The living days

You turn and look at me

maybe for the first time

or the tenth, or the thousandth time

only to see what you knew you’d find –

a man looking back, whisker’d, aging,

eyes a little dimmer but still aimed at you.

 

I smell your morning breath

and think to myself how perfect,

how expected, how perfectly normal

and good and welcome.

The first kiss is always best

in its unnoticed awkwardness –

maybe because of it.

 

The shear warmth of your body

reminds me of our shared need

for presence and company and comfort

unattainable in the strivings of our days

but remembered in uncounted moments

spread over time and times and time again.

Our sagging bodies remind us of life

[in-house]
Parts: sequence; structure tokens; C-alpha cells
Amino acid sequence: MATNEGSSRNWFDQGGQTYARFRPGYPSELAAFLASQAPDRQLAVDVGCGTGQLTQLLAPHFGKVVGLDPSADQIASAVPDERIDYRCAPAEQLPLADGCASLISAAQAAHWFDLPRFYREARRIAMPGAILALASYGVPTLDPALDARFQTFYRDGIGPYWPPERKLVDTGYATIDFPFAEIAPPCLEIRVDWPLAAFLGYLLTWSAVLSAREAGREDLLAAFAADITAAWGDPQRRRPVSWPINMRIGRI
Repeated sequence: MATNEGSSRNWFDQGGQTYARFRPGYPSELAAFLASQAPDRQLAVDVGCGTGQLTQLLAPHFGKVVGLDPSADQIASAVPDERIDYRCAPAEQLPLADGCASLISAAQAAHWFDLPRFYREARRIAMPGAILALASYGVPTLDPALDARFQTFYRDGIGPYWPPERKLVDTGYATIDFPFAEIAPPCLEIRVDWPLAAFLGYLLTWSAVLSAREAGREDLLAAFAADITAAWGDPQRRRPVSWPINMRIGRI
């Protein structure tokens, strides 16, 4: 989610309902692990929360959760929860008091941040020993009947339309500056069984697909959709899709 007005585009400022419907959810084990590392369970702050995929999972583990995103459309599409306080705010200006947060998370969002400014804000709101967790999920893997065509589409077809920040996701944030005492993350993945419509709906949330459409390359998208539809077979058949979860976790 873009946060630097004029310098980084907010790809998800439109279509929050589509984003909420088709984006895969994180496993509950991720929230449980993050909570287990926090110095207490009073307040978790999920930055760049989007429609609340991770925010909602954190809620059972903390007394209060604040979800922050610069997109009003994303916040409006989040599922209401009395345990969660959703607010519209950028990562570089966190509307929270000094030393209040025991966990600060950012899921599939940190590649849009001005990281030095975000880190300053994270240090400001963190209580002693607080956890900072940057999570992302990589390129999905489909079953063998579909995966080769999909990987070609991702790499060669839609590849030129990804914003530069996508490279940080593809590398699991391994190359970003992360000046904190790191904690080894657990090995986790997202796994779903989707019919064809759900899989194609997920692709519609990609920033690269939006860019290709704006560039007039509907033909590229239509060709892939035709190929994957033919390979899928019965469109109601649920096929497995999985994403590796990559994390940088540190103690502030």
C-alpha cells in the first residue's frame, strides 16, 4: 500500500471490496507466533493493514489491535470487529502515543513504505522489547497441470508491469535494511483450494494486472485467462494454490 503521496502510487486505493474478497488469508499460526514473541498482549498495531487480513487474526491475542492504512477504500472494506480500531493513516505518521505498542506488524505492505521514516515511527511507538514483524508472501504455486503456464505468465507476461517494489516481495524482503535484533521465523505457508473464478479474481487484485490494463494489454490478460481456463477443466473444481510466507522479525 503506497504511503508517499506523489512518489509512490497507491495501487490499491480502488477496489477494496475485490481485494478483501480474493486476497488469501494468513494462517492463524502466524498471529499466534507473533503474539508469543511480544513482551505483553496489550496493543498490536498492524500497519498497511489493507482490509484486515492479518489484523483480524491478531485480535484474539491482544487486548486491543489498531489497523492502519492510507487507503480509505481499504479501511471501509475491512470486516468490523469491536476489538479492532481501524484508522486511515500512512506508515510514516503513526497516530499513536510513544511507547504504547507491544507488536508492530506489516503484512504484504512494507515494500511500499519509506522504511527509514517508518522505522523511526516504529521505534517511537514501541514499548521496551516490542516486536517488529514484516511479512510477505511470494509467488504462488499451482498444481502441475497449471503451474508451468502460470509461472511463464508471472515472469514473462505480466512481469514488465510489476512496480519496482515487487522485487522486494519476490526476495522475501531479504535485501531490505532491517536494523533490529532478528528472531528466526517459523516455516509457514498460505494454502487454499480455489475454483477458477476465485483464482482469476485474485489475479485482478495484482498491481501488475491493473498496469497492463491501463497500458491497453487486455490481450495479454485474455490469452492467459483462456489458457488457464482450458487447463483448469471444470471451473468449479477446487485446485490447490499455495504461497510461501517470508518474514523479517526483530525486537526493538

lived under common skies, the unexpected usual –

and it settles into me

in a kind of daylight reverie to what is.

 

We make love or something like it,

and vaguely remember the youthful bump

and grind of the easier, less calendared moments,

and scoff at our glorious, happy failure.

The pieces were better, stronger, truer

but more anxious and photoshop expectant.

But this is better in all its effort

and planning, and untelevised humanity.

 

These moments are charged

more insistently by words boring

and daily and dull, but real

and good and dressed in old pajamas.

It is the harmony of music left to

routine and chance and time, the choir of songs

sung to the easy marching hours

and resting nights full of the brighter

skies of want made less

in the beautiful tedium of the living days.

 

 

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